The 2015 grassroots epiphany revealed the Republican Party as an organization whose leaders are beholden to wealthy benefactors at odds with the main principles of the party and its Main Street members. That has produced a clash of visions that is tearing the party apart. David Frum has brilliantly analyzed the class split in the GOP, posing the question of whether the Republican Party can any longer “reconcile the demands of its donors with the interests of its rank and file.” To date, the reaction of many of those donors to the prospect of, for example, a Donald Trump nomination suggests that for the establishment, the answer is in the negative, as they talk candidly of supporting Hillary Clinton instead.
For his part, Trump is the greatest beneficiary of these fissures. Even if he should lose the GOP nomination, his threat to run as an independent is real; polling so far shows he would have a fighting chance in a three-way race. Trump tends to attract secular-minded voters concerned about the erosion of jobs through trade deals and immigration (the same voters to whom Pat Buchanan astutely and presciently appealed two decades ago).
Yet, the Trump phenomenon is only part of the challenge to the GOP establishment. Franklin Graham’s defection reveals that faith-based concerns may shear off another chunk of the party.
For decades, party leaders have given lip service to social issues such as abortion and marriage. This inaction has allowed a militant, secular left to overrun the nation’s main centers of power. Unchallenged liberal court rulings, in particular, have remade America into what U.S. Supreme Court Justice Antonin Scalia has called “a country I do not recognize.” Should evangelicals and conservative Catholics finally throw up their hands, after years of being herded into the back of the GOP bus and ignored, and bolt, the Republican Party will not survive.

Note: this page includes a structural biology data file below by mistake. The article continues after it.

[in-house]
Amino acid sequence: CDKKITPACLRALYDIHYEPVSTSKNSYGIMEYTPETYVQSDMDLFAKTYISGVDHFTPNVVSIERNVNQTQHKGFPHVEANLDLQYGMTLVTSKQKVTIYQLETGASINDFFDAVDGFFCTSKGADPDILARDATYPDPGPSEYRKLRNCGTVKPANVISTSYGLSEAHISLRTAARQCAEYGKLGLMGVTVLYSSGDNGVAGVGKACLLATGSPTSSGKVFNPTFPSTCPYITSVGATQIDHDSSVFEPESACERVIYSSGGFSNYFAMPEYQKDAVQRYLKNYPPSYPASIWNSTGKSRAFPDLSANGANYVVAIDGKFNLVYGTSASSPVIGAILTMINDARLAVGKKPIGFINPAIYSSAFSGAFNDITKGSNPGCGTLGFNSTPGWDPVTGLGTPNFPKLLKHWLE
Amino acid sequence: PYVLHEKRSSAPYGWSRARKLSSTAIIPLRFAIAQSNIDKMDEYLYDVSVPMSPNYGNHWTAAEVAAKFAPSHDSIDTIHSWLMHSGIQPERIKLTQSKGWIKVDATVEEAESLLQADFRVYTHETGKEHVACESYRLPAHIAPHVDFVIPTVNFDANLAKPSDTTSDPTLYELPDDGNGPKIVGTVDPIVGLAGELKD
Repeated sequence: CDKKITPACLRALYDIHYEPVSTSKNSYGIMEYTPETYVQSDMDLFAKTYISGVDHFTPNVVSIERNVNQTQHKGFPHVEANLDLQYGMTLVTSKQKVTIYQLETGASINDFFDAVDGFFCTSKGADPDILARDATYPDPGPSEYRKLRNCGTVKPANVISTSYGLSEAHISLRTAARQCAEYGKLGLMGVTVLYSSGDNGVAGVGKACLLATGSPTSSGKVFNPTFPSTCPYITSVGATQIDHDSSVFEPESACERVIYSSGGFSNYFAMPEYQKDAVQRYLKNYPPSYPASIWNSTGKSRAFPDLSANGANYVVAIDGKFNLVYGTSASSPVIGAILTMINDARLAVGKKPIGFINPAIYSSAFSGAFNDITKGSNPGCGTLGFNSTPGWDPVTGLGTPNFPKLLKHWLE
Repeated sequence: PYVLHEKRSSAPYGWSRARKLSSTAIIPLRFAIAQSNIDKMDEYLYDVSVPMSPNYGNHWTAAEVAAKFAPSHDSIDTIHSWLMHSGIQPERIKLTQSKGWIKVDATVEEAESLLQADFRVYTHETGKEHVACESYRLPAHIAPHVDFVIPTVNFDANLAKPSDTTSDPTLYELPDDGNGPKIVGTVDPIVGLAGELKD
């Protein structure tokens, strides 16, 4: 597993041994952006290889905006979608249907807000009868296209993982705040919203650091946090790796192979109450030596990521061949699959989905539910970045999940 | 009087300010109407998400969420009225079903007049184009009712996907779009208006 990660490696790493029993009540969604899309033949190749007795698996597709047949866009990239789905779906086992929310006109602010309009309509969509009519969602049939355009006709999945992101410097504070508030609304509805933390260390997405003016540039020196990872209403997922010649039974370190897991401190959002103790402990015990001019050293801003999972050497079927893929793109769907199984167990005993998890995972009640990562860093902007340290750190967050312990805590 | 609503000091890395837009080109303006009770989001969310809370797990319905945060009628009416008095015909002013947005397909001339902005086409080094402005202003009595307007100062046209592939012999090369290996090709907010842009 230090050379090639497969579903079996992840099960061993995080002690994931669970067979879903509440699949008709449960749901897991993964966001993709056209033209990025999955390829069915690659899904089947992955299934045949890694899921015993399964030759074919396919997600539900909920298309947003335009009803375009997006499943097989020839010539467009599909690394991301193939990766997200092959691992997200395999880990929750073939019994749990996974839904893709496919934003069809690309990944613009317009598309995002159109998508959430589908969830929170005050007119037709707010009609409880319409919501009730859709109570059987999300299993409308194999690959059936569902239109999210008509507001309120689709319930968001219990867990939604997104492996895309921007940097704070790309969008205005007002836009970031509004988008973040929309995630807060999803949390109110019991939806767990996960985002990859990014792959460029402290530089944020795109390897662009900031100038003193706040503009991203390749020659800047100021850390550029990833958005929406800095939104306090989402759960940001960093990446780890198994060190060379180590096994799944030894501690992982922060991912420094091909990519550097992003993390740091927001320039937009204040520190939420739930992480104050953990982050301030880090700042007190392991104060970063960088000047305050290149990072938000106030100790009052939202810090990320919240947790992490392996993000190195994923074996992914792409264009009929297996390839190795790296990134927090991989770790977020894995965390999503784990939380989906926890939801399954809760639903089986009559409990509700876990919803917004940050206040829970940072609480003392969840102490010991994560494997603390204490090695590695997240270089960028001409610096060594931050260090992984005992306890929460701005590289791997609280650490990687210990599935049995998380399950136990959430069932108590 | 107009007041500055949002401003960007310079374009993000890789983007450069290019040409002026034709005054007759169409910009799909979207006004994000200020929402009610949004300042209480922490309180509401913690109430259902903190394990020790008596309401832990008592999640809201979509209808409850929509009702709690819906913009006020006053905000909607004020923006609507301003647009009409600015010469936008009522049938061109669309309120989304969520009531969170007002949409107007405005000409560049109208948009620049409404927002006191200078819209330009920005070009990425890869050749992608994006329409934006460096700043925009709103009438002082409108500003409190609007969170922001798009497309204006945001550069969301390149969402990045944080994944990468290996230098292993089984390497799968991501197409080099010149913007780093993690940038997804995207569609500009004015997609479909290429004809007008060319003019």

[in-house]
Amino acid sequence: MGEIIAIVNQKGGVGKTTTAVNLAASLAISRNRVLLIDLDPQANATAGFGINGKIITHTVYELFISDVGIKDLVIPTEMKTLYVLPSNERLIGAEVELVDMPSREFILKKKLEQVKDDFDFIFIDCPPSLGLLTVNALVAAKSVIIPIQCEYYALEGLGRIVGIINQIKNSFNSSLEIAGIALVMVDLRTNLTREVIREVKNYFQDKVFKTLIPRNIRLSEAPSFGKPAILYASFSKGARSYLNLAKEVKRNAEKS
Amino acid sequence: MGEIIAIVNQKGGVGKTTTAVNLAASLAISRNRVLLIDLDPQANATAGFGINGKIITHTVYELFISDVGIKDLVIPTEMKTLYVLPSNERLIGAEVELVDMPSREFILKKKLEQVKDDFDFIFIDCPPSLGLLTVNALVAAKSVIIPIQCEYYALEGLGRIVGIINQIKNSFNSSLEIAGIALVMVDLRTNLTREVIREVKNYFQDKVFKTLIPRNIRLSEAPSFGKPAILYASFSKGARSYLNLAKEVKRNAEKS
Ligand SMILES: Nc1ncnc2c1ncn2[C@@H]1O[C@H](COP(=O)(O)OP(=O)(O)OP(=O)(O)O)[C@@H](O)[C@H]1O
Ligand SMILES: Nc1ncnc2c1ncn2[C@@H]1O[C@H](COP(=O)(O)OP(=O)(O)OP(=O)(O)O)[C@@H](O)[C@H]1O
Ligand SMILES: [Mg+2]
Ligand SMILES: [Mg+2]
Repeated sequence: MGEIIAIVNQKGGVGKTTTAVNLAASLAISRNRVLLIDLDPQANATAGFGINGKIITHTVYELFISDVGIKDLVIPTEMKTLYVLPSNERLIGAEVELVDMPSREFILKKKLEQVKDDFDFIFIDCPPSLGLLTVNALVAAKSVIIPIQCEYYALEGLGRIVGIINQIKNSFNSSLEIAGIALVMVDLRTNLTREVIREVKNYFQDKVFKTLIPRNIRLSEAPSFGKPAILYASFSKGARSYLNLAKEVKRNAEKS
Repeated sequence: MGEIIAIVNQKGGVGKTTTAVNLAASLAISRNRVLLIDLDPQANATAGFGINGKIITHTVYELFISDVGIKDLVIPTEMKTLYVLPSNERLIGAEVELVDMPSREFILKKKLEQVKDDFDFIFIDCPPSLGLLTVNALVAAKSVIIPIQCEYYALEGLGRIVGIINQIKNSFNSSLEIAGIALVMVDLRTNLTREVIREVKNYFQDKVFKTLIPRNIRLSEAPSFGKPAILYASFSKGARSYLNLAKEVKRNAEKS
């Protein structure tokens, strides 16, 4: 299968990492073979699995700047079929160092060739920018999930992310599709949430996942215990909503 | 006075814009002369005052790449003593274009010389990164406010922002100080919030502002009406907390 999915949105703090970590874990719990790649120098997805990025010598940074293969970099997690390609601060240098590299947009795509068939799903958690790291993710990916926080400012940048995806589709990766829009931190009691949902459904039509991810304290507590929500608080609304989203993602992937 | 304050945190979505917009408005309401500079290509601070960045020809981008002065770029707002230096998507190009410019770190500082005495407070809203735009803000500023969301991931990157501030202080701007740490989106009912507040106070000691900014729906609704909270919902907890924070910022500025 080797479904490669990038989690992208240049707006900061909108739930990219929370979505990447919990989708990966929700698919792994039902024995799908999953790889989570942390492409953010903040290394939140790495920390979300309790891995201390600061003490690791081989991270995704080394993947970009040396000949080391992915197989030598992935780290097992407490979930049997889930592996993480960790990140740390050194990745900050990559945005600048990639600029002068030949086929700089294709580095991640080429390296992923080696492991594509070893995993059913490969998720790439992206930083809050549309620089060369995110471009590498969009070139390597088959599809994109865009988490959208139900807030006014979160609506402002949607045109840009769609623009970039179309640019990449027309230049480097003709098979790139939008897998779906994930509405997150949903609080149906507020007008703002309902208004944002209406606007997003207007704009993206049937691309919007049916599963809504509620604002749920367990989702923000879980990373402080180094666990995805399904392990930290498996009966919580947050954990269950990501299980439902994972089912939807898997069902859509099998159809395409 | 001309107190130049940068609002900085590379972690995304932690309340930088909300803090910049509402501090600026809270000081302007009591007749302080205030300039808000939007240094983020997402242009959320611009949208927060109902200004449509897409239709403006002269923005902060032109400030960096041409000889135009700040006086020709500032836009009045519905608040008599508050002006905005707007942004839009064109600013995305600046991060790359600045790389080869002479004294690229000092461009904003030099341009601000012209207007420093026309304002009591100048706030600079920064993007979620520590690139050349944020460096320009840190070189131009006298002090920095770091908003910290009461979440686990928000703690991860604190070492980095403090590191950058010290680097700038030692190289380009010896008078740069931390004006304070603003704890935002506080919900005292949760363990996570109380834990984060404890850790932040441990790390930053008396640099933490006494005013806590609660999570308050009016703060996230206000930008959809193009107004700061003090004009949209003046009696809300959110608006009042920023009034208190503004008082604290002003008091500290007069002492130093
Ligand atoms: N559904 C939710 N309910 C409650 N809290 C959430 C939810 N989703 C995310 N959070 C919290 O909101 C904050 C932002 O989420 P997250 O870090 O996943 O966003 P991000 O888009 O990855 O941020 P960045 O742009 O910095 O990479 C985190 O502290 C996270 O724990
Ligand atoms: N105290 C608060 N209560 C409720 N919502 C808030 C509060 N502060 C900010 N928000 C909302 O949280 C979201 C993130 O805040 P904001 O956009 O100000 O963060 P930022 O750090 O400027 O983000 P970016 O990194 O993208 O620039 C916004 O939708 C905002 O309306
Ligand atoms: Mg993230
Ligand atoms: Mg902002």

Next Week: Part II: A Post-GOP Future?
Andrew Thomas is a graduate of the University of Missouri and Harvard Law School. Twice elected as Maricopa County Attorney, the district attorney for metropolitan Phoenix, Arizona, Thomas served a county of four million residents and ran one of the largest prosecutor’s offices in the nation. He established a national reputation for fighting violent crime, identity theft, drug abuse and illegal immigration. He is the author of four books, including Clarence Thomas: A Biography and the The People v. Harvard Law: How America’s Oldest Law School Turned Its Back on Free Speech. Mr. Thomas ran for governor of Arizona in 2014, receiving endorsements from many conservative leaders. He is a fellow with the Selous Foundation for Public Policy Research and a contributor to SFPPR News & Analysis.